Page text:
We self-soothe our emotional and psychological wounds through eating disorders, drug and alcohol abuse, working 24/7, excessive gambling or shopping, promiscuous sex, hiding from the world, and more violence and crime. What must happen is that we must finally come out of the shadows of our depression, speak about it, and get professional help that addresses our root trauma.
What do you do now to care for your physical and mental health?
Managing depression takes work. It is an ongoing challenge that I face every day. What helps me most is identifying and controlling the factors that trigger my depression. I know that if I don't get enough sleep, if I become overwhelmed with too many projects, or if I'm overloaded with too many demands on my time, my mood could spiral into depression, and I will have a very tough time. So what works for me is efficiently managing my time, making time for adequate rest, eating healthy meals, working out with my trainer, committing to treatment which includes regular talks with my therapist and medication, and maintaining a close relationship with God. I've been fortunate to find a balance that nurtures my mind, body, and spirit.
You have devoted yourself to mentoring young people at risk, and helping them navigate the challenges of life, including depression. What's your advice on the first step people can take to obtain help?
My advice is to be honest with yourself. Tell somebody. It's clear to me that when we share our stories - the good, the bad, the real - it gives us strength. It lets us know that we're not standing on the ledge alone, and it encourages us to face our own truth.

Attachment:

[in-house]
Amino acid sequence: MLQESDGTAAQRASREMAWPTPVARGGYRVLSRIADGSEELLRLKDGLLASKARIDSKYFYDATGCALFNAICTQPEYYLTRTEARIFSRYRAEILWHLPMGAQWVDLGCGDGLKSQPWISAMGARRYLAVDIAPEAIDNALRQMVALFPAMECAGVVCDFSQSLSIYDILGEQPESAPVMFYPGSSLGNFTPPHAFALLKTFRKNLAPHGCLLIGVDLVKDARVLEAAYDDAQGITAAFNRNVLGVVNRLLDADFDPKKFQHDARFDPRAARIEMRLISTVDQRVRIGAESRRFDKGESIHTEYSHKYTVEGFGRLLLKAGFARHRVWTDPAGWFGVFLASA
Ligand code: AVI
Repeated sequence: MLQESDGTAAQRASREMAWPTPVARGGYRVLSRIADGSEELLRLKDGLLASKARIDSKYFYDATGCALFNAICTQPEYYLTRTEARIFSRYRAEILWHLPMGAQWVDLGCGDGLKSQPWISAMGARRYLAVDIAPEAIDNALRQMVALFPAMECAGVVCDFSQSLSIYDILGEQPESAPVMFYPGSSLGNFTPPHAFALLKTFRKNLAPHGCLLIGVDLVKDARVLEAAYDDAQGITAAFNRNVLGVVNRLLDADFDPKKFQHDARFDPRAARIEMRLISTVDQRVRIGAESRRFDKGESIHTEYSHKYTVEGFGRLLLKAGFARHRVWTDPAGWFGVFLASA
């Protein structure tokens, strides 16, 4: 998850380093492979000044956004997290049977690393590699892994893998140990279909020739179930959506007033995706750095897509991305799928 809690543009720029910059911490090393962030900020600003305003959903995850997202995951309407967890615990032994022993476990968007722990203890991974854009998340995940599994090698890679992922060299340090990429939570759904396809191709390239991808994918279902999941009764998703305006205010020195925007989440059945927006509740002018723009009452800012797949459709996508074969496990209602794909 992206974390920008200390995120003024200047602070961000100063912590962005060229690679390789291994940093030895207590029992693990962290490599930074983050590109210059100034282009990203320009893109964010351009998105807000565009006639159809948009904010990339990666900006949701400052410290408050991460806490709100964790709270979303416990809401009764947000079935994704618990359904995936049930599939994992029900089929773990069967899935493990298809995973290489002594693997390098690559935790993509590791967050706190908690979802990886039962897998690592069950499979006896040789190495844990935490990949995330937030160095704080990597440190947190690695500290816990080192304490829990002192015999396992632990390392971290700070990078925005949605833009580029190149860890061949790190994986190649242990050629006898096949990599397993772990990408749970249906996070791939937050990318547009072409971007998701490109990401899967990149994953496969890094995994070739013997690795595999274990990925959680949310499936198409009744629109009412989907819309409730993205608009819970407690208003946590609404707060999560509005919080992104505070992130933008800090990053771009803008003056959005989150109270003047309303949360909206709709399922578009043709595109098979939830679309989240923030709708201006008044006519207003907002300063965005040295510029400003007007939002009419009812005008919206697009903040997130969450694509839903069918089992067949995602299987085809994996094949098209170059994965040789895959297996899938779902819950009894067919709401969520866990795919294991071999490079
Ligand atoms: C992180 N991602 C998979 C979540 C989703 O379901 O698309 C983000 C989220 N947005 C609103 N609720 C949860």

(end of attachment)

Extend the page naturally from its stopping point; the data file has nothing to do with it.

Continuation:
Not long ago I spoke to a group of students. The entire morning before my arrival at the school, I had been battling a depressive episode that left me feeling drained and down. But I was determined to honor my commitment to the students. When I stood in front of those kids, I decided to tell them the truth about how I had been feeling all day. But I wanted them to know that I was there for them. Those kids were absolutely phenomenal. They could relate to how I was feeling and were blown away by my honesty. They really appreciated me being real with them and showing them that none of us - adults included - are perfect. Telling the truth about our pain, to ourselves and others, is always the first step in honoring ourselves and getting the help we need.
Can you tell us about your book Black Pain? What drove you to write it?
Black Pain was born out of my own struggle with debilitating depression. I wrote the book as a way to show us ourselves through the mirror of shared feelings, thoughts, and experiences reflected by practically every walk of life - from the corporate executive to our youth, our moms and men, to gang bangers - so that we recognize what depression looks, sounds, and feels like in plain English.
And I want all of us to understand that there is treatment and that we don't have to go on suffering in silence. My goal for Black Pain is to empower us to do the real work necessary to heal and move forward in a whole, healthy life, to free ourselves from the bondage of depressive disorders. But it all starts with admitting that we have a problem and speaking honestly about it.
Learn more about Terrie Williams and depression in communities of color
Terrie Williams' Web Site: www.terriewilliams.com/
The Stay Strong Foundation: www.thestaystrongfoundation.org
Dr. Annelle Primm, Director of Minority and National Affairs for the American Psychiatric Association: www.comm.psych.pitt.edu/bio/aprim.html
Science News About Diversity and Mental Health from the National Institute of Mental Health: www.nimh.nih.gov/ science-news/ index-diversity-and-ethnic-groups-news.shtml